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Andy Davis might be the definition of cruisey, from his brush strokes to the way he lives his life, Davis seems to be in a perpetual flow of good vibes and inspired stoke. The surfer and artist has gained recognition for his astounding work that seems to provoke a visceral feeling of connecting with the energy of a wave. In fact he might be able to replicate the sensation of the glide better than anyone else, for Davis’s paintings seem to both be alive and caught in the perfect moment, at the exact same time.
Growing up between Orange County and North County, San Diego, Davis was influenced by the surfers and scene around him from Thomas Campbell to Joel Tudor, Andy has found his rhythm amongst some of today’s most prolific alternative surf scene ambassadors. We caught up with the North County based artists to talk about his first time surfing, making it as an artist and what projects are on the horizon.
Did you grow up in North County?
My parents split up when I was around 10 yrs old, so I spent my time between Orange County and north county. I went to high school at Dana Hills, in Dana Point. I graduated in 88. In 1990 I moved to Encinitas. I have lived between Cardiff and Leucadia since then.
How did growing up here influence your creativity?
I lived inland until high school so I was mostly doing normal kid activities in the 70's and 80's. Riding bikes, playing soccer, baseball and basketball, just being a little rascal really. Arcades were fun back then too. Pinball, air hockey, all that jazz. I did go to the beach, but mostly in the summers. Laguna in the O.C. and La Jolla shores or Del Mar in this neck of the woods. I was mostly boogie boarding and bodysurfing
Were your parents supportive of your art?
My parents were always supportive of the youthful creative process. My mom is an artist, so we always had supplies around. It was part of my daily routine.
What was your first interaction with surfing like?
My first interaction with surfing, that I can remember was picking up a Surfer Magazine at the grocery store when I was maybe 8. I remember seeing pictures of crazy waves, exotic places and Gerry Lopez cruzing on beautiful lightening bolts. I was mesmerized and a whole new world opened up for me.
Were you hooked right away?
I was captivated but I didn't live at the beach and this was long before videos, so I just got lost in the images. I would daydream and imagine what it would be like to live life like that.
Who were some of the guys growing up that you looked up to?
The first people I was really drawn to from the magazines were Lopez, Bertlemann, Rabbit, Mr Cheyne Horan. They eventually took the place of my basketball, soccer, baseball and football heroes.
It feels as if your art is pretty reflective of the modern alternative surf revival, were you always interested in non-traditional forms of surfing?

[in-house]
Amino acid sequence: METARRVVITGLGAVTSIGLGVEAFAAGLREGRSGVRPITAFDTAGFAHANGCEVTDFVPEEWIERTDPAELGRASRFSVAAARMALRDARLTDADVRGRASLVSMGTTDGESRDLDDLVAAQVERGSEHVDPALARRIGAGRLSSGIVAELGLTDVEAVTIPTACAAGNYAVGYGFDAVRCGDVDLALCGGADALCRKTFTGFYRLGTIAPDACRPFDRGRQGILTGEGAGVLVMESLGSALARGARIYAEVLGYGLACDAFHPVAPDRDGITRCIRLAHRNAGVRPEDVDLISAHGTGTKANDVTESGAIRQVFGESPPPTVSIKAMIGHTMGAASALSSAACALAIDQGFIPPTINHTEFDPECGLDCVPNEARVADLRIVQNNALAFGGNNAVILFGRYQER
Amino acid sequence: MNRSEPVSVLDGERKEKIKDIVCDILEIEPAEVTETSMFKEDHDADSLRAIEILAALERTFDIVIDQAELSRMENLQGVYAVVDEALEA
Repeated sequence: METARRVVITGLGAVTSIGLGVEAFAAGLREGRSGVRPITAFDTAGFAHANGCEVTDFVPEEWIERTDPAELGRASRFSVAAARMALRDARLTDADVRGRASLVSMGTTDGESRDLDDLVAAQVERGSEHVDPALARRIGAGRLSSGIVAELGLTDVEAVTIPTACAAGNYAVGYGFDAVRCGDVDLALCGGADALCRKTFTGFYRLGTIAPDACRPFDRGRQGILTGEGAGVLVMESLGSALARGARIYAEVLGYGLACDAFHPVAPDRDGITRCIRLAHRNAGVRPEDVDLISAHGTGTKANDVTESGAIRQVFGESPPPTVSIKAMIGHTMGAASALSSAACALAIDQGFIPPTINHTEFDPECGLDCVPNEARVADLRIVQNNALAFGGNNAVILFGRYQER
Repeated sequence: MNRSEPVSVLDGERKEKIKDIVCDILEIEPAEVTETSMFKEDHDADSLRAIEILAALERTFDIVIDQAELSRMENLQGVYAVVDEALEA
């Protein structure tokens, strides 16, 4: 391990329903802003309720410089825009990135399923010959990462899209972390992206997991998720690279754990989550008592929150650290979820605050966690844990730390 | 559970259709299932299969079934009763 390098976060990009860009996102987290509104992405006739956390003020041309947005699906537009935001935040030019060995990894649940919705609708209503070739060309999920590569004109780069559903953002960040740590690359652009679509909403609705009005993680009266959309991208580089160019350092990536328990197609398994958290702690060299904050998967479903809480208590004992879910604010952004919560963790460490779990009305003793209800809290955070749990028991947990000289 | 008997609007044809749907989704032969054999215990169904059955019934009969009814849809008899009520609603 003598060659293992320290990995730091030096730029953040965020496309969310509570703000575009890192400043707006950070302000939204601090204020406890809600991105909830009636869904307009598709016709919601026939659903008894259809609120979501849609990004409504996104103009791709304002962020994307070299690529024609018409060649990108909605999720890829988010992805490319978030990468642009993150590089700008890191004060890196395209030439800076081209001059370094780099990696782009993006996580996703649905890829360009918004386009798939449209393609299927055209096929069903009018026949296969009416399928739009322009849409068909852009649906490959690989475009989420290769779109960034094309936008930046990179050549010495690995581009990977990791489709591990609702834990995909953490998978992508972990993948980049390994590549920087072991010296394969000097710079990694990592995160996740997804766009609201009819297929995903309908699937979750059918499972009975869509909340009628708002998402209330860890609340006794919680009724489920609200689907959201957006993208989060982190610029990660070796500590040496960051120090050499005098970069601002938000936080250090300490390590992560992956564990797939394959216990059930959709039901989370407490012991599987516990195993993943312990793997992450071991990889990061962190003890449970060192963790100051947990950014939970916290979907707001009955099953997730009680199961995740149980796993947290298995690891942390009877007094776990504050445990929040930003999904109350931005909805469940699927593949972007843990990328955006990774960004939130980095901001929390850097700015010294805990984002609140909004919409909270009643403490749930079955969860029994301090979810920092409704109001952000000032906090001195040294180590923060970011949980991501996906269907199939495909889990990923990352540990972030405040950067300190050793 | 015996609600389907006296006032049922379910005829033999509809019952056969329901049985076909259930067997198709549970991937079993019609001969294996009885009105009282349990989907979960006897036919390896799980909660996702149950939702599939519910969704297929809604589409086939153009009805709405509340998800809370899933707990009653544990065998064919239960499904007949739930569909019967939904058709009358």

When I first actually started surfing (besides standing on my Morey boogie) I was 12 and in the 8th grade. That was in 1982. I got my first board at 13, which was a Randy Lewis quad. I think it was 5'11. At that time the thruster was happening in full swing, so that's what was next and that's all I rode for the next 10 yrs. Fast forward to 1996 and I borrowed a twin fin from Brad Gerlach, and I really haven’t gone back to thrusters since. I was really excited about trying different things and drawing different lines.
What is it about riding different types of surfboards that you find inspiring?
What I loved about riding different boards was that it was such a new experience for me. It was like starting all over again but you knew all the fundamentals. It's like that saying if I knew then what I know now (sort of, ha). I really wanted to be able to ride all kinds of boards well. I felt it made me much more well rounded and more experienced. Plus I was having way more fun.
Was there a specific point in your life when you realized that you could have a viable career making art?
I'm not sure of a exact or specific moment or time that I knew I would make art a career. I just knew that it was where I was the happiest and most comfortable, so I really wanted to do this for a living.
What are some of the projects or moments within your personal art that you are most proud of?
Some of the personal projects as far as art goes would be doing the children's book with my friend Andrew Kidman called Way of the Bird. That was such a fun project to work on. Traveling with friends to other countries to do art shows was always fun too. I feel so fortunate to have had so many wonderful experiences and opportunities.
Do you have any projects or shows planned for the rest of 2016?
Lately I have been working on different commissions for a few different collectors. I’m also doing some designing for a couple of new hotel projects. I am going to have a show in Laguna at Artist Republic in July. A few secret projects that are very hush hush are coming down the line too. So I'm pretty stoked!